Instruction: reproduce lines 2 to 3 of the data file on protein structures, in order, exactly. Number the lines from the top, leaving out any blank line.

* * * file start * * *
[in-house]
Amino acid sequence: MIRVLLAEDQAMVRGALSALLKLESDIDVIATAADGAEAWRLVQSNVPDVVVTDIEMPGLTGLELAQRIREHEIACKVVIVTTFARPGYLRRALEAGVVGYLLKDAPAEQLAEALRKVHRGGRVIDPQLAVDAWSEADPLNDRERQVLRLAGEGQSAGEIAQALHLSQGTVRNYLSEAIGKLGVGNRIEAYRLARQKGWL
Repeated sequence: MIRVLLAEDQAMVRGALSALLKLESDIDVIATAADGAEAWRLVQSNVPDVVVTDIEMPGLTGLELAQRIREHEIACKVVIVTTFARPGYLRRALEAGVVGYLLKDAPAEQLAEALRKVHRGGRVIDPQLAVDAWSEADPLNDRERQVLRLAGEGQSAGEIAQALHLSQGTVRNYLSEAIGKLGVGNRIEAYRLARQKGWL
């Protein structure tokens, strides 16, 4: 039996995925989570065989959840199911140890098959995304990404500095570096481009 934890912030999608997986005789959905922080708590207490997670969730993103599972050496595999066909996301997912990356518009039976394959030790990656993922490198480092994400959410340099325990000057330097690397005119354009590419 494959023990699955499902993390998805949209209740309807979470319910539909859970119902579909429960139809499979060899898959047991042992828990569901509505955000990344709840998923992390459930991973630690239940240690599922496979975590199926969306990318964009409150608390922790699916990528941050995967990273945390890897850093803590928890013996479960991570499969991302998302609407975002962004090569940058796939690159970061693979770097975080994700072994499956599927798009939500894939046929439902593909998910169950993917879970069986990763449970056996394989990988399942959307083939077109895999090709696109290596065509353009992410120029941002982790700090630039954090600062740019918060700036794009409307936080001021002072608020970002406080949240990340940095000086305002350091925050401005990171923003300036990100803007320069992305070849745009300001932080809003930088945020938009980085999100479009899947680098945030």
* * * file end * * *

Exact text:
Amino acid sequence: MIRVLLAEDQAMVRGALSALLKLESDIDVIATAADGAEAWRLVQSNVPDVVVTDIEMPGLTGLELAQRIREHEIACKVVIVTTFARPGYLRRALEAGVVGYLLKDAPAEQLAEALRKVHRGGRVIDPQLAVDAWSEADPLNDRERQVLRLAGEGQSAGEIAQALHLSQGTVRNYLSEAIGKLGVGNRIEAYRLARQKGWL
Repeated sequence: MIRVLLAEDQAMVRGALSALLKLESDIDVIATAADGAEAWRLVQSNVPDVVVTDIEMPGLTGLELAQRIREHEIACKVVIVTTFARPGYLRRALEAGVVGYLLKDAPAEQLAEALRKVHRGGRVIDPQLAVDAWSEADPLNDRERQVLRLAGEGQSAGEIAQALHLSQGTVRNYLSEAIGKLGVGNRIEAYRLARQKGWL